Together, we are making more noise on urban land conflicts in Latin America and the Caribbean | Land Portal

Together, we are making more noise on urban land conflicts in Latin America and the Caribbean

Nov 21, 2018

Early last year, the Land Portal teamed up with the Suelo Urbano campaign (part of the Solid Ground campaign) to make noise about urban land conflicts taking place in Latin America, by hosting an online discussion. A largely overlooked issue, the unsung heroes and heroines speaking up about the topic were the 28 discussion participants from 12 countries around the region, who dove in and voiced their opinions on the various types of land conflicts in the region, their causes and opportunities for change in this area. 

In his early years, Albert Einstein was reported to have asked his fellow physicists if they realistically believed that 'the moon does not exist if nobody is looking at it.'  In a similar fashion the old and famous English adage asks us the following: "if a tree falls in a forest and no one is around to hear it, does it make a sound?"  While these philosophical thought experiments raise interesting questions regarding human observation and perception, what do they mean for us as land professionals?  Those working in the land community are well aware that we are more often than not inclined to use specific jargon as if it were common knowledge, almost using a secret code to speak to one another in what are, effectively, siloes that don’t help the general public to understand why land rights are so crucial to ending poverty and leaving no one behind! Perhaps the question we should be asking ourselves is the following: if we continue to discuss important issues amongst ourselves, without allowing others to be privy to these conversations, can we expect real change to occur?

The discussion in question served as a regional thermometer on land conflict in Latin America and the Caribbean, gaging whether the topic was currently being discussed in the region, which organizations were dealing with it and scoping for best practices.  Most importantly, however, it was an essential tipping point in positioning the Latin American and the Caribbean reality with regards to land conflict, in the global context. It was an opportunity for the conversations which colleagues in the sector have, to be exposed to the wider public.  “Many of the land conflicts occurring in Latin American cities are dubbed ‘silent conflicts’, as they are often compared to ‘louder conflicts’ which involve war, that perhaps may receive more attention from international community, such as conflicts Syria for example”, says Raquel Ludermir of the Suelo Urbano team.  Furthermore, as a result of the discussion, Habitat for Humanity was later invited to participate in the GLTN Land and Conflict Coalition, to provide a regional perspective on the issue.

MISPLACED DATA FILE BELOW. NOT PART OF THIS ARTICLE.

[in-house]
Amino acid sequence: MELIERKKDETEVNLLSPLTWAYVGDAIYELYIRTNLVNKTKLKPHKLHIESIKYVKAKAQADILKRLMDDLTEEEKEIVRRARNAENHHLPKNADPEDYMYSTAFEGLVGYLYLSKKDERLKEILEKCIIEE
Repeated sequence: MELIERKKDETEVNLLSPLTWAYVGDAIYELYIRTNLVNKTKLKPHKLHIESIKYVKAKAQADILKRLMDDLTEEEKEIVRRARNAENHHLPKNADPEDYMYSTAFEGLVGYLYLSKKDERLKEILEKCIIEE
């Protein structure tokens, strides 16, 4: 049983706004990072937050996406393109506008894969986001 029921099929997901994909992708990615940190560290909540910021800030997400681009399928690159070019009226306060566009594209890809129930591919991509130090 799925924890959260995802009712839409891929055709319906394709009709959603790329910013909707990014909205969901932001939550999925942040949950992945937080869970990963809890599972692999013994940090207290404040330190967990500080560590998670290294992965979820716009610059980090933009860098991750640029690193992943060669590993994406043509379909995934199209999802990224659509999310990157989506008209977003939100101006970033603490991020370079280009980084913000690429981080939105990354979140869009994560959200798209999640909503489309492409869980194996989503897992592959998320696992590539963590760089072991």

“The final outcome of the discussion was a comprehensive document aggregating nuanced information from countries around the region and details of their experiences with regards to urban land conflict.  It helped these silent conflicts, and the discussions which have surrounded them through this online discussion, to at least begin to become part of public consciousness.  That in and of itself is a success,” she goes on to say.   Indeed, one of the benefits of online and documents discussions is their longevity and shelf-life.  They become a virtual reference point of sorts, allowing all those interested to revisit whenever necessary. 

While the participants were certainly speaking out and up amongst one another, the virtual space providing an outlet to voice cross-regional concerns on the issue, one of the biggest challenges was the diversity of languages being used to communicate.  “Conversing in English, Spanish and Portuguese in tandem, means that a few things can get lost in translation” says Raquel.  We are all about making noise, but we realize that in order to do so, it is essential that we are all on the same page! An added layer of complexity, is that some participants in the region were not fully comfortable expressing their comments via the written word, and preferred other forms of communication, such as audiovisual for example. The Land Portal and Suelo Urbano teams have taken note and are actively looking for better ways for us to more effectively communicate amongst one another as well as with the outside world!

For all those interested in learning more about urban land conflicts in Latin America and the Caribbean, please contact or click here

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